This assessment item assesses your understanding of the material covered in the first six weeks of the unit. Please answer TWO of the following questions with each answer approximately 750 words in length.
1. Ross and Nightingale argue ‘audience research is a vehicle for monitoring the impact of both the mediatisation of human senses and the industrialisation of the productive capacity of the media’ (2003:13). Using examples, briefly discuss the term mediatisation.
2. Briefly define and compare the ‘magic bullet’ or ‘hypodermic’ model of media research with the ‘encoding – decoding’ model of media research. Please use examples in your answer.
3. What does an ethnographic approach to audience research involve? Briefly discuss how this approach compares with other approaches to audience study and briefly outline the strengths and weaknesses of this approach in audience research.
4. Briefly discuss arguments for and against using television ratings to measure television audiences. Use examples to substantiate your argument.
5. Marxist media theorists discuss the media in terms of their role as ‘ideological apparatuses’. Explain the key notions behind this research, paying particular attention to the concept of hegemony and the media’s role within it. What is ‘hegemony’, and why is it important to media audience studies?
6. To what extent are our ideas about the audience dependent on technology, and how are new technologies challenging traditional models of audience research? Use examples to substantiate your argument.
Remember to cite all sources, to reference your work and to place one list of all references used at the end of your paper. Please access the Griffith University ‘Referencing Tool’ via the Griffith University library and follow the AGPS Harvard style.
At this level of study we expect students to include a range of scholarly sources including peer-reviewed journal articles, text-books and reputable websites.
File type and Format:
Please use Microsoft word document: doc or docx
Use 12pt font or above (Arial or Times New Roman)
Double line spacing
Include page numbers
Include header or footer on each page with your name, course code and date.
Use italics for titles and bold for headings.
Use the AGPS Harvard referencing style (refer to the Griffith University library referencing tool)
Short Answer Responses Assessment includes the following criteria:
The Student has:
· demonstrated a clear understanding of key terms, concepts, theories and methodologies and has applied them appropriately with relevant examples;
· acknowledged the word limit of 750 words per question;
· answered articulately and clearly expressed their ideas;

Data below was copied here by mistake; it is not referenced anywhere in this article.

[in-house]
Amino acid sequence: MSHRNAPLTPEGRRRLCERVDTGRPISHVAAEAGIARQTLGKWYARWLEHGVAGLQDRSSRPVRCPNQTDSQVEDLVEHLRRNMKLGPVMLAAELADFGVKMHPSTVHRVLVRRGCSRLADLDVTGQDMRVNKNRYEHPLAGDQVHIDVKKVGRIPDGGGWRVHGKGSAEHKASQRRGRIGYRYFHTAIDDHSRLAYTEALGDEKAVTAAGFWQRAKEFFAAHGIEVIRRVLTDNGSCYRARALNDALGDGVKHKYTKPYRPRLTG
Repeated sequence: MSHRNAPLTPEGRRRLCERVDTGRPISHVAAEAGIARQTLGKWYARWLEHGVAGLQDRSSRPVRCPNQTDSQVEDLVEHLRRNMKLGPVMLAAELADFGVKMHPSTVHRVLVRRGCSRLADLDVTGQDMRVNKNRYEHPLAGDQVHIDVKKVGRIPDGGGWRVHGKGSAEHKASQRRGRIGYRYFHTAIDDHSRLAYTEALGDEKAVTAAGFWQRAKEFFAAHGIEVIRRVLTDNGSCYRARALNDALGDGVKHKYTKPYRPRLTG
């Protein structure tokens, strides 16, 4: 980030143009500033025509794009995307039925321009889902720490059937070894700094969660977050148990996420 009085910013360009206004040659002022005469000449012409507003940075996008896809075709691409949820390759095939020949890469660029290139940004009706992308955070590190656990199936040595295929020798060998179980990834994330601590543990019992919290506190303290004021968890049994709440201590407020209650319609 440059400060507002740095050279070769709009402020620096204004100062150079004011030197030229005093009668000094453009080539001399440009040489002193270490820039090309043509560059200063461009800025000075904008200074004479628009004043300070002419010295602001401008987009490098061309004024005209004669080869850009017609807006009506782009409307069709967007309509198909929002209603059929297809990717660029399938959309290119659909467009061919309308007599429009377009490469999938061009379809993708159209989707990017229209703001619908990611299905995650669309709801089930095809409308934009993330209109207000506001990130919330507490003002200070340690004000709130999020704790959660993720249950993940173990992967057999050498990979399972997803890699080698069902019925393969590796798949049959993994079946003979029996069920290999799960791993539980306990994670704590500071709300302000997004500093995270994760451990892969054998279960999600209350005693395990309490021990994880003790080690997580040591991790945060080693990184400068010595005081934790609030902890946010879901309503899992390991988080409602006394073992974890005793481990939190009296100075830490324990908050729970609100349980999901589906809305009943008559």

· used correct grammar and spelling; used complete sentences (no sentence fragments);
· underlined or italicised book, film, TV, and Internet titles;
· enclosed article titles within inverted commas;
· clearly identified new paragraphs by spacing;
· referenced direct quotations and paraphrased material;
· listed references cited.
Marking Criteria for ‘Short Answer Responses’
For a (4) Pass or better
· evidence that you have read and understood the main definitions, arguments, concepts, examples relevant to answering the question
· an attempt to apply that reading to the question asked.
For a (5) Credit or better
· a more analytical, critical and exemplary interaction between materials read and questions asked
· discussion of debates over key issues
· discussion of subsidiary points and arguments
· a use of relevant examples to demonstrate points
· no major spelling, grammar or organisation faults
· no or little redundant material, i.e. material which does not extend or develop argument.
For a (6) Distinction or better
· accurate comprehension of both major and subsidiary arguments and good coverage of these arguments
· no or few spelling, grammar or organisation faults
· structure which synthesizes arguments from the readings to answer the question asked.
(7) High Distinction
As well as the above criteria, the answer should be outstanding in every way. There should be very little in this answer that could be faulted. Examples of outstanding work include: innovative arguments, critical commentary. In addition:
· commendable presentation
· evidence of wide reading in course study material and understanding and deployment of that reading to answer the question asked
· advanced level of critical ability
· ideas clearly expressed, with no problems of ambiguity or lack of clarity.